Arora Project


2/9/20202 min read

This habitat restoration project involved the re-naturalization of a riparian area damaged by commercial activities on the west bank of the Gatineau River, just north of the Alonzo-Wright Bridge in Chelsea. The project's name "ARORA" - was constructed from the Latin, "ara" (refuge) and "ora" shoreline describes the riparian buffer zone (i.e. the zone adjacent to the shore).

The project site, owned by Hydro-Québec, is part of a 300-acre forest with magnificent conifers, some of them centuries old. As the only intact fragment of an ancient ecosystem that once existed on the shores of the Gatineau River, the forest serves to prevent erosion along the river's steep banks. It is also a vital buffer zone that borders the largest spawning grounds in the world of a threatened freshwater fish, the river redhorse (Moxostoma carinatum).

Extensive research of the site's aquatic fauna by Dr. François Chapleau of the University of Ottawa confirmed the presence of at least 39 other fish species, including the channel darter (Percina copeland) and the margined madtom (Noturus insignis), which are also listed as species at risk.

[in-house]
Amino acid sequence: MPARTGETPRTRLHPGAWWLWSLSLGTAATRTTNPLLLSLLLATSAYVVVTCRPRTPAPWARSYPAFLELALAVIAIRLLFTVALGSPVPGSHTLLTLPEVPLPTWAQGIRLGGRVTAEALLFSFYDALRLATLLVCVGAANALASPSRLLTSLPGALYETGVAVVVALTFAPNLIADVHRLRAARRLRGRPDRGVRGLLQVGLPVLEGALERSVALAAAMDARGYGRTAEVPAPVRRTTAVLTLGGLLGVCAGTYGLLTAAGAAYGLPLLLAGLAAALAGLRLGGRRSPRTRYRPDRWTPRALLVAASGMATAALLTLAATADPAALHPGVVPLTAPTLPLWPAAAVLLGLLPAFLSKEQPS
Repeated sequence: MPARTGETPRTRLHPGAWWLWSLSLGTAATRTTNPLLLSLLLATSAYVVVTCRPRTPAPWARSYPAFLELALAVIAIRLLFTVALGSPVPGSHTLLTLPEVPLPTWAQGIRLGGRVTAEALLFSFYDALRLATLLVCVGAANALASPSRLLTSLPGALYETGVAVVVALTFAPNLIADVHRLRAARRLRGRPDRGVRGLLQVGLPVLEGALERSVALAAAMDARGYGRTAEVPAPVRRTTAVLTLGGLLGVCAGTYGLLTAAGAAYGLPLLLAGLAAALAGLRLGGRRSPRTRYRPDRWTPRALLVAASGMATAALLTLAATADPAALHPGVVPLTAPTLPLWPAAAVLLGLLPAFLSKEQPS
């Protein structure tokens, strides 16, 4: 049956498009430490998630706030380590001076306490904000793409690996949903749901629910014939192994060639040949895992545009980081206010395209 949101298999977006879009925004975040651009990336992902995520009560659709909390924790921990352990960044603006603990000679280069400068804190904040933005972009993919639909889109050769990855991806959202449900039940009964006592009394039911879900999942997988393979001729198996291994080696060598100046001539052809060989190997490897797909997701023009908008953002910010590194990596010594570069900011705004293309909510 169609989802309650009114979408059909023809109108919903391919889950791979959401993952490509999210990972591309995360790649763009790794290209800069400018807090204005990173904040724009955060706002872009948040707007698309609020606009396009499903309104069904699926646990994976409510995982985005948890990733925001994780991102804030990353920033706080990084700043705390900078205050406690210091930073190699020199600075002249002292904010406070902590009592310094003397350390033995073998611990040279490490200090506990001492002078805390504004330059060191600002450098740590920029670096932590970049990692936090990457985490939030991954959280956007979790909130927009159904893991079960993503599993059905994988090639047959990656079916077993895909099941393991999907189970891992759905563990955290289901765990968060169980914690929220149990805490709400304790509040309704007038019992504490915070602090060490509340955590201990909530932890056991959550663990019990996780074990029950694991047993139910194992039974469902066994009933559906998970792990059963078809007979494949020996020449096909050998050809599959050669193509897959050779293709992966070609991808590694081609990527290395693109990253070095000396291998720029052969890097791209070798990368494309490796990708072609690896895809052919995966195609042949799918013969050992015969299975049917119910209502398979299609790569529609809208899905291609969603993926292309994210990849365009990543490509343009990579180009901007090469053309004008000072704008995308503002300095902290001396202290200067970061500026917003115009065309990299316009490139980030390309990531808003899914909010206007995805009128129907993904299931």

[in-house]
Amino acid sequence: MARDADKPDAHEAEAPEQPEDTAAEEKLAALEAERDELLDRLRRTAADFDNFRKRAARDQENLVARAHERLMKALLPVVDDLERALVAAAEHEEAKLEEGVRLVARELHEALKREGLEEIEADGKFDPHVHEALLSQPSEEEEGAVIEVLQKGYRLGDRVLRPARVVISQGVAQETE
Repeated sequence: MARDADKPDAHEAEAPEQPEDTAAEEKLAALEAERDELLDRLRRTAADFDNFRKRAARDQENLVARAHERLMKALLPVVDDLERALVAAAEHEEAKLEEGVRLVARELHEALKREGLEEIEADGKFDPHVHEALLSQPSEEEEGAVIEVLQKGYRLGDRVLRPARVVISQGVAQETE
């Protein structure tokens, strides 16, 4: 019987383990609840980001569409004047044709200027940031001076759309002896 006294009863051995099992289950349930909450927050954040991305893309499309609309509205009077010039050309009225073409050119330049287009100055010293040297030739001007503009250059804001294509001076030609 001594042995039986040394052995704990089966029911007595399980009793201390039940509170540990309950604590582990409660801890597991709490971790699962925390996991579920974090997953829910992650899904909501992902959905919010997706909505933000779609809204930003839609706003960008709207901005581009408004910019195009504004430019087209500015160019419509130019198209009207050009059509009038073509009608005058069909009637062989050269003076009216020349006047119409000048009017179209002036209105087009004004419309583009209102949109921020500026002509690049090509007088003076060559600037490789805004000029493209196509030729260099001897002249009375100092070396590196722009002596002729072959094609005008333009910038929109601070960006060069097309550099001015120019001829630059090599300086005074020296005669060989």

In its barren, deforested state, the project site is highly vulnerable to soil erosion, threatening the habitat of the river redhorse, channel darter, and margined madtom, which require clean spawning grounds to survive.

Our project involved the planting of native trees, and shrubs in order to stabilize the soils, as well as to improve the visual quality of the site.

Planting at the site started in May 2006, and since then we planted over 1000 trees and shrubs, as well as re-contoured the site to prevent erosion from storm run-off.

To ensure the long term success of the project, we began a maintenance plan that includes regularly patrolling the site, weeding, irrigating plantings in times of drought, replacing dead and diseased plants, and removing alien plants species.

The Chelsea Arora Project enjoyed widespread support in our community. Many volunteers offered their expertise in such areas as terrestrial and aquatic ecology, conservation biology, hydrology, landscape design, fundraising, and communications. All the planting to date has been done by community volunteers.

Financial support; TD-Canada Trust, Mountain Equipment Co-op, the Canadian Wildlife Federation, Environment Canada, and the Municipality of Chelsea all provided support for this project.

Project partners include ACRE, Friends of the Gatineau River, Chelsea Elementary School, École Grand-Boisé and Chelsea United Church.